Types of Intergenic Interaction

Inter-genic Interaction:

In gene interaction following observations and assumptions are found:
1. Genes that interact are present on different loci and are unlinked. These assort independently during gamete formation.

2. If complete dominance exists between the alleles of any gene pair or both the gene pairs, such as AA and Aa or BB and Bb have the same genetic effects, the representation A- or B- is used to represent both the combinations (AA or Aa). Therefore, the (-) indicates that either of the alleles may be present without influencing the phenotype.

3. All P1 crosses will involve homozygous individuals, AABB x aabb or AAbb x aaBB. Therefore, the F1 generation always has only the heterozygous genotype, AaBb.

4. The results of F2 generation are conclusive. With two pairs of genes F2 genotypic ratio is 9:3:3:1 = 16, A – B – = 9/16, A – bb = 3/16, aaB – = 3/16 and aabb = 1/16.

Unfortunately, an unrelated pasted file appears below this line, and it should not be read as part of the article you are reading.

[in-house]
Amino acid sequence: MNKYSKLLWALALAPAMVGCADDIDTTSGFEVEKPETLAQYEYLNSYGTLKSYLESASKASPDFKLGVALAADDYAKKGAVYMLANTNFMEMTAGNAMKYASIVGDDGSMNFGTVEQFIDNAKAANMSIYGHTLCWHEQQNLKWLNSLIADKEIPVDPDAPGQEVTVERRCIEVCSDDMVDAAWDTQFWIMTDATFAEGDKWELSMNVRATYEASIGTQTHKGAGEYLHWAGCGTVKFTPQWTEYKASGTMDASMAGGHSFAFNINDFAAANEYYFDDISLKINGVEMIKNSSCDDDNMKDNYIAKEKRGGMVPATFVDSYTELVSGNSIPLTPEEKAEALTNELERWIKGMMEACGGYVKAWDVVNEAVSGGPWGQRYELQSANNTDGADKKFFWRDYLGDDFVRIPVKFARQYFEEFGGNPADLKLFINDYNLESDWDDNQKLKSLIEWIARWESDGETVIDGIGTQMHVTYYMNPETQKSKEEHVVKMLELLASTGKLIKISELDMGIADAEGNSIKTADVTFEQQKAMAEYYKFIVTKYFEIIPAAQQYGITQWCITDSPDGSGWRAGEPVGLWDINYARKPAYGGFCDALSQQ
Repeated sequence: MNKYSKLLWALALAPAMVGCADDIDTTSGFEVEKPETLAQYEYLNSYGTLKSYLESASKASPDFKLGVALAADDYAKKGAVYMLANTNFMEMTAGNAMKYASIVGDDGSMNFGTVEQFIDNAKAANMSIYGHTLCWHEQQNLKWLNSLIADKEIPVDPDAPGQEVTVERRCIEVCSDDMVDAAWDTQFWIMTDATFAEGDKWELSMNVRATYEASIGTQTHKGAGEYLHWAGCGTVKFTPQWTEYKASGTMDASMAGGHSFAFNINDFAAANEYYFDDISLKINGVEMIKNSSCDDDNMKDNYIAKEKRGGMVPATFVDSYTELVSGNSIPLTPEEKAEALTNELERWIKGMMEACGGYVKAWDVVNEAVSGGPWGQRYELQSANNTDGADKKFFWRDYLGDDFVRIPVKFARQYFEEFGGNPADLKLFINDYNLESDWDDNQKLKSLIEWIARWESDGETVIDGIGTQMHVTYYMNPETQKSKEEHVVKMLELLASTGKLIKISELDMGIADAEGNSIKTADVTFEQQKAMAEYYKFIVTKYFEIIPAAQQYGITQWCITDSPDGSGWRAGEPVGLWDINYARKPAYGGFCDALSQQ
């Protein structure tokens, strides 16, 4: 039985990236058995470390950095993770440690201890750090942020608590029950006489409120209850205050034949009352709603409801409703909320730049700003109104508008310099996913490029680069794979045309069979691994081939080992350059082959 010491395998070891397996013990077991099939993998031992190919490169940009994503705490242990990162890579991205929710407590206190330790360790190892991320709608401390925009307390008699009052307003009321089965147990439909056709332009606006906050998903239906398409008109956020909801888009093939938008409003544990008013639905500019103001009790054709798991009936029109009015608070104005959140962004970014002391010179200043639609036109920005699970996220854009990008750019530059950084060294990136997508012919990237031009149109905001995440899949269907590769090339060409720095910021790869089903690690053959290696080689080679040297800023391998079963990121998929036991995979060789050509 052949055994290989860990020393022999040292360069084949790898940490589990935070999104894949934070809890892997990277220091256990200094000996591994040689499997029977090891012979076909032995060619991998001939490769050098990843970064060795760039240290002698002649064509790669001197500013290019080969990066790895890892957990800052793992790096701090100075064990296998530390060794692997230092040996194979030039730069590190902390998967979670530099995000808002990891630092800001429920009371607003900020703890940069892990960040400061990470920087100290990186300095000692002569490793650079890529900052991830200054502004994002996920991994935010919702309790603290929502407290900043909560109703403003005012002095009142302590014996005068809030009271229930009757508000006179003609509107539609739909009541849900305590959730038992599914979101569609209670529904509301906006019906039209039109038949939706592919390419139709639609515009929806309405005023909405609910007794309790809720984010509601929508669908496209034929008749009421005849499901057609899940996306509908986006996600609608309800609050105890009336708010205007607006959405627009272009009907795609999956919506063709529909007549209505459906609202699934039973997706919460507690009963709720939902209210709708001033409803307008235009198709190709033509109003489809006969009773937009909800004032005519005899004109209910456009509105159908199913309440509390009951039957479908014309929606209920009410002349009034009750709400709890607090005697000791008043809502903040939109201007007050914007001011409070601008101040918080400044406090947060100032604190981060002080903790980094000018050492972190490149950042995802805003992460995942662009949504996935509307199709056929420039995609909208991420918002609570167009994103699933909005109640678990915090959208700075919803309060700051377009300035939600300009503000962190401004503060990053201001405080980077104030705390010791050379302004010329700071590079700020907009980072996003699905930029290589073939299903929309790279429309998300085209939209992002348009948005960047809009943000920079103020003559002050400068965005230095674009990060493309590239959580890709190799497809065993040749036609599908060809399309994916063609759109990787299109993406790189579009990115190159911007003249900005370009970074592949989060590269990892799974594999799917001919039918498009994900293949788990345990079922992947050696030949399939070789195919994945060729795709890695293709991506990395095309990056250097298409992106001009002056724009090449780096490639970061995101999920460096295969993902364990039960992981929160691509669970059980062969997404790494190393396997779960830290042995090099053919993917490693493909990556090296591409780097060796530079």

Types of Intergenic Interaction:

There are mainly two types of Intergenic Interaction:

    1. Dominant Epistasis

    2. Recessive Epistasis

Dominant Epistasis:

In dominant epistasis out of two pairs of genes the single dominant allele of one gene masks the activity of the other allelic pair (Bb). Since the dominant epistatic gene A exerts its epistatic influence by suppressing the expression of gene B or b, it is known as dominant epistasis.

Recessive Epistasis:

Epistasis due to a recessive gene is known as Recessive Epistasis, out of the two pairs of genes, the recessive epistasis gene masks the activity of the dominant gene of the other gene locus. The dominant A expresses itself only when the epistasis locus C also has the dominant gene if the epistasis locus has recessive gene c, gene A fails to express. It means both ccAA and ccaa individuals will have the same phenotype so that the over all phenotype becomes 9:3:4.